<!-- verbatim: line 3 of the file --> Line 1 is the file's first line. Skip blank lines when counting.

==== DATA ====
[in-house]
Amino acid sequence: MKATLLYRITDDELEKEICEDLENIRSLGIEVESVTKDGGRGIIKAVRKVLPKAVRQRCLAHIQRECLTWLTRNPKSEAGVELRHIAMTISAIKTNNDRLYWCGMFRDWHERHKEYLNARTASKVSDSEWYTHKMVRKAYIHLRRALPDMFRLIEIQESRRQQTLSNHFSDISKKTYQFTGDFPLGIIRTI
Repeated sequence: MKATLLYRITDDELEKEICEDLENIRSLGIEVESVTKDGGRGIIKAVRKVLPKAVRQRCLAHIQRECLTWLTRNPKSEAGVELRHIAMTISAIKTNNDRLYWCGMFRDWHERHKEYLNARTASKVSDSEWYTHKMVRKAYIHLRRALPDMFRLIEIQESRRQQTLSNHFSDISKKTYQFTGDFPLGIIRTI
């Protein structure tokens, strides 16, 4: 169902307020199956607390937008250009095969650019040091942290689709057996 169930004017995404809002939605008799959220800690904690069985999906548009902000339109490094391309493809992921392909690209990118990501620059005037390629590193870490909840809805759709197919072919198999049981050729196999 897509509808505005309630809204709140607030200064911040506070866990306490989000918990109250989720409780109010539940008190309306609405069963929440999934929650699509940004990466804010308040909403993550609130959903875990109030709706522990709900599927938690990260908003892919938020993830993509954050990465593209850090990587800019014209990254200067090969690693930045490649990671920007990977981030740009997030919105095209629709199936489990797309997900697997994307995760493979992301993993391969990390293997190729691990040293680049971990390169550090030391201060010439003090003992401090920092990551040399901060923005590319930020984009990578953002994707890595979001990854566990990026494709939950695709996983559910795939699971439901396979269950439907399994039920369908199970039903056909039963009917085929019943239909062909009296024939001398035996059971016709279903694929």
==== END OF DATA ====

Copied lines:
Repeated sequence: MKATLLYRITDDELEKEICEDLENIRSLGIEVESVTKDGGRGIIKAVRKVLPKAVRQRCLAHIQRECLTWLTRNPKSEAGVELRHIAMTISAIKTNNDRLYWCGMFRDWHERHKEYLNARTASKVSDSEWYTHKMVRKAYIHLRRALPDMFRLIEIQESRRQQTLSNHFSDISKKTYQFTGDFPLGIIRTI